Sunday, December 04, 2005

Day 215

Nipped in a bit of time this morning on Photoshop; following the monster scanning session, there are some of the better individual pictures that I'm slowly returning to and tweaking. Nothing too serious—scratch and dust removal, a spot of Levels and maybe a bit of sharpening. The eventual intent is to have a digital portfolio of my better pictures, the ones I tend to frame up and put on the wall.

Then it was out to the Barbican for a bit of culture: Yo-Yo Ma playing three of the Bach cello suites (plus three encores). 3 and 6 were great; 5 was very intense but perhaps a little ponderous for me. It's hard to believe he's fifty—he looks like he's in his thirties.

The coughing of the audience during the performance was kind of odd; there was the usual few coughs during the actual playing, but lots of people seemed to hold it in until the end of a movement—the gap between some of the movements was a veritable cacophony of coughs, and Yo-Yo Ma would just pause and wait for it to die down. It's a long time since I last went to a classical music concert, so I don't know if this is normal or not.

I was also reminded of how awful the Barbican itself is, both inside and out. Horrible concrete, which I'm told is now Grade 2 Listed and so is now stuck there forever. It's also amazingly difficult to find your way around, again both inside and out. The inside would work well as a map for a multiplayer FPS game—lots of nooks and crannies to camp in, and lots of stairwells and mezzanine levels. The outside is just as confusing, with different levels of walkways and stairs and corridors. There are occasional maps displayed on the walls, but these are more likely to confuse than help because they've taken the bizarre approach of orienting the maps differently in different places. (My only theory for this was that it might be a misguided attempt to align the maps with the walls that they're on: a map on an east wall has west at the top and so on). They obviously know it's a problem—the walkways that lead through the residential part to the theatre part all have yellow lines painted on the ground to help lost tourists ("Follow the yellow brick road! Follow the yellow brick road!").

One of the other folk (whom I'd not met before) in our little group has a flat in the Barbican, so we stopped off for a coffee there after the concert. Quite a nice flat, in a 1970s kind of way, but what was more impressive were the brochures that he had for a couple of other flats he was keen on buying. They were also at the Barbican, but up at the penthouse level, over three floors and with a great view. Price: a cool 1.8 million pounds. At this point I felt much less guilty that a complete stranger had bought an expensive round of drinks for us all.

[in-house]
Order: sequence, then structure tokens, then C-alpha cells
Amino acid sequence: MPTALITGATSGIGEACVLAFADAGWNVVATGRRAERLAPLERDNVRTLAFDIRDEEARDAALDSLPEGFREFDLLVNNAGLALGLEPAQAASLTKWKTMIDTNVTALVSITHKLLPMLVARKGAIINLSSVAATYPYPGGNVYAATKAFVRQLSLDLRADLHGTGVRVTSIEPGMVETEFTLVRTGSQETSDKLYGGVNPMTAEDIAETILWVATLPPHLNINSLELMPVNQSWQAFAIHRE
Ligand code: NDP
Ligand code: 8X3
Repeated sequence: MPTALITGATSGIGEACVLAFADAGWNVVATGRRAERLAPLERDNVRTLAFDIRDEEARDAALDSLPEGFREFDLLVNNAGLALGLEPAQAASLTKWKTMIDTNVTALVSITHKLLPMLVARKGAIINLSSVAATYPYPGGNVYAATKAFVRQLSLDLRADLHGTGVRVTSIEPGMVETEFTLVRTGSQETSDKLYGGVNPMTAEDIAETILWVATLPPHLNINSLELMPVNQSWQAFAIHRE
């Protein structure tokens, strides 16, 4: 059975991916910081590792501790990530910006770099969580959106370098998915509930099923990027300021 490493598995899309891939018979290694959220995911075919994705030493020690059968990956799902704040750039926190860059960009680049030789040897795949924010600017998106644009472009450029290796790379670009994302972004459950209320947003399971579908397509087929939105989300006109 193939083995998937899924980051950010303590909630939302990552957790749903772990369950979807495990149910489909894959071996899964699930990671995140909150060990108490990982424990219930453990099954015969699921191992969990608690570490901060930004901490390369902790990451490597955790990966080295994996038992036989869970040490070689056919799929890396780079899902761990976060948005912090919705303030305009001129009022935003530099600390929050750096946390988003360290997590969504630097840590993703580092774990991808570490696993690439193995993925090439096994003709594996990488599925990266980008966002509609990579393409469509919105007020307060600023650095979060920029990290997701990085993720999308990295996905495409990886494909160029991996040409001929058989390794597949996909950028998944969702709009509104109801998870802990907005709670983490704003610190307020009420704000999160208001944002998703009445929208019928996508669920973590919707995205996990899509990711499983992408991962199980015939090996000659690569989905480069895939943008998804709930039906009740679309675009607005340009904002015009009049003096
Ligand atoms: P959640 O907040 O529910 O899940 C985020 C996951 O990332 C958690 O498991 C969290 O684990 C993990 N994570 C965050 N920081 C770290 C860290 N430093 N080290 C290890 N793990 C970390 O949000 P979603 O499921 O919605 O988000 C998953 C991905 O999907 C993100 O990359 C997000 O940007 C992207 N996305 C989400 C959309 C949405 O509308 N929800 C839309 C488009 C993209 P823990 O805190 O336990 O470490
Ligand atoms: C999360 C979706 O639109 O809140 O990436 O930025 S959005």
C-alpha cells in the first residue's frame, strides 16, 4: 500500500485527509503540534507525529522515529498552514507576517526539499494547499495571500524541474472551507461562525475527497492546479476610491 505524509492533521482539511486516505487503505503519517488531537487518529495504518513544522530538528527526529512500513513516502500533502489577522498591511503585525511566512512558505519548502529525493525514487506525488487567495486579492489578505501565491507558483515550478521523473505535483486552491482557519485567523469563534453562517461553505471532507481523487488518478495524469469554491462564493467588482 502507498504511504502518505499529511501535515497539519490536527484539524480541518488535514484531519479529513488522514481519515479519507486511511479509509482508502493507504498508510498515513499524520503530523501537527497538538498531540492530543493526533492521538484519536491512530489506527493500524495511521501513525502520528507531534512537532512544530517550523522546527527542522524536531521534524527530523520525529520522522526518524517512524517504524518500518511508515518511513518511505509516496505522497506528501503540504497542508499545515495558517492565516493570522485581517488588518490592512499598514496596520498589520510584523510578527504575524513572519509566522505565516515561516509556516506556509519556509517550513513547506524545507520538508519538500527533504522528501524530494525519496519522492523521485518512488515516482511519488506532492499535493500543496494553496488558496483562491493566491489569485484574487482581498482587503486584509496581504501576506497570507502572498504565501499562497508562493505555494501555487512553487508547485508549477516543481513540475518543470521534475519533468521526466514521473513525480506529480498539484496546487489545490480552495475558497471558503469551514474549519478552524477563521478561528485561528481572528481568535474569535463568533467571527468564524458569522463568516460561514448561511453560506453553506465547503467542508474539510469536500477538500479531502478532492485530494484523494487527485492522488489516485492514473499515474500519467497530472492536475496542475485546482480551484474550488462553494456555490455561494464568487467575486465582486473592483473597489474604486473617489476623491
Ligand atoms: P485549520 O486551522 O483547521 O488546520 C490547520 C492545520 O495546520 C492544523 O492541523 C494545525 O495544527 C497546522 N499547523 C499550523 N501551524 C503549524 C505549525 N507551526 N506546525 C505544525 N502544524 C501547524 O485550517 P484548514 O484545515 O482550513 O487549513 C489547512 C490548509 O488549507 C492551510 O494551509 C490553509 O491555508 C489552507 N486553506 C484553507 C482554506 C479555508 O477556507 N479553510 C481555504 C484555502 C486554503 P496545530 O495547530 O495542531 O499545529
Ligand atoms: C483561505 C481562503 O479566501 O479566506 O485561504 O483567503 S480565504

4 comments:

Henri-V said...

Pardon my ignorance, but is it a real status thing to have a flat at the Barbican? Or are only certain structures desirable? I don't think the U.S. has any comparable development that incorporates residences, arts venues, merchants, etc. (?)

I just looked at more pictures of the apartment buildings. (http://www.barbicanliving.co.uk/
main_frame.htm) Kind of hulking and institutional.

I loved all your linked photos, especially the one of the gate and the silhouette of the cranes in Japan.

galloglass said...

The Barbican is very close to the City, so it's convenient for traders and merchant bankers and suchlike. It's also got some tall towers, so there's the potential for great views over London. The downside is that the whole area is very dead at weekends; hardly any of the shops, restaurants or pubs are open. Also, I think that some of the flats are actually council flats, so I guess it's a bit of mix.

It's strange to realize that a lot of the buildings from that era are deliberately spare (the Barbican, the Royal Festival Hall, the National Theatre). Partly it was because the architects were making a statement about exposing the function in the form. Partly, they look ugly now because at the time no-one knew what 20-year old concrete would look like. (Or at least, that's what I was told by an architect acquaintance once, possibly in defense of his profession).

Anonymous said...

In some of your copious free time, do you think you can find out what the 2nd encore was by any chance? Presumably something from that Silk Road cd he did? It would be great to hear it again!

galloglass said...

Sadly, I've got no idea how to go about finding out what the encores were; searching the filthy internet doesn't seem to reveal anything useful.